We are blown away when college athletes bring in their really cool, spiral bound notebooks with custom graphics. The presentation is legit. Unfortunately, once the contents are explored the superficial gloss loses its luster.

The programs will have copious amounts of exercises. We’re talking ten various movements to be performed in a single session. It looks like someone just threw movements on a wall and picked what they wanted to go into that specific day of training.

Exercise selection is not always the best at universities and colleges. We’ve seen a program from a power five school where they had a deadlift preceding a hang power clean, followed by a bench press all in the same session. What is the goal of that session? Is it absolute strength? Dynamic work? Upper body work? We have no idea.

The exercise selection and amount of exercises are mind boggling. Set a goal, execute that goal, program towards that goal with specificity and practical training that will enhance the athlete’s sport performance and negate potential injuries.

7. Sets Too Low

If you have ten to twelve exercises in a workout, athletes can really only do two to three sets per exercise. We believe that has a hindrance on development for a lot of these kids.

For instance, if we are having athletes back squatting, we will have them do anywhere between six and eight sets so they can get into a groove, feel strong, effectively track the movement pattern and over time perfect the technique which will increase their strength. As we all know, the back squat has a very high transfer to other exercises.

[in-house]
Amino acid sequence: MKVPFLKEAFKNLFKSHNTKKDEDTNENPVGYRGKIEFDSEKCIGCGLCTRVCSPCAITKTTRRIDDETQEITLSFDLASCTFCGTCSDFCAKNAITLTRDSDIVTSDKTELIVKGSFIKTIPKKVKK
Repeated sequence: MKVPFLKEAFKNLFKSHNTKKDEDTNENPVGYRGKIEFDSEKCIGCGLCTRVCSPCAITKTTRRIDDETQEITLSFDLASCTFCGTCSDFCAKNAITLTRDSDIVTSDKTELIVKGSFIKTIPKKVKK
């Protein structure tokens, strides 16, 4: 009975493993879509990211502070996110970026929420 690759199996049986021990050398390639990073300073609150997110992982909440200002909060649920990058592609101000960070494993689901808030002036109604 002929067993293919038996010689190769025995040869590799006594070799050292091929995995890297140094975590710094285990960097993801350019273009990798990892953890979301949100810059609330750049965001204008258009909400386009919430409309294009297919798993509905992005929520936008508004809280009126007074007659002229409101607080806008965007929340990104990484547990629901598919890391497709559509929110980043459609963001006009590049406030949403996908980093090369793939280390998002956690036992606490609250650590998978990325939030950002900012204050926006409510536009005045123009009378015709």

The same thing with sets with technical coordination movements (power clean, snatch, etc.). If the athletes are only being given three sets to learn the movement, that is likely not enough for them to maximize that session of training. They need time to learn the movement during training, they need time to learn the feeling of the weight and then they need even more time to provide a heavy enough stimulus so that the athlete adapts and gets stronger in the movement.

Having more sets will optimize strength gains and will impact exercise selection, forcing a decrease in the number of exercises selected in each given day.

6. Shoes

This one irks us, especially when dealing with power 5 schools with bankrolls for generations. We see videos of these studs cleaning 400 lbs and they’re wearing metcons. Nothing is necessarily wrong with metcons, but they’re not weightlifting shoes. Not asking field sport athletes to go play on grass without cleats, so why are they lifting without lifters?

If the program has the money, get the athletes weightlifting shoes. Weightlifting shoes provide a lot more stability in the heel, increase range of motion in the lower back and improves the dorsiflexion in the ankle. Worst of all, squishy shoes can lead to injury.

Even if the university doesn’t have the budget, recommend the kids’ parents make the purchase.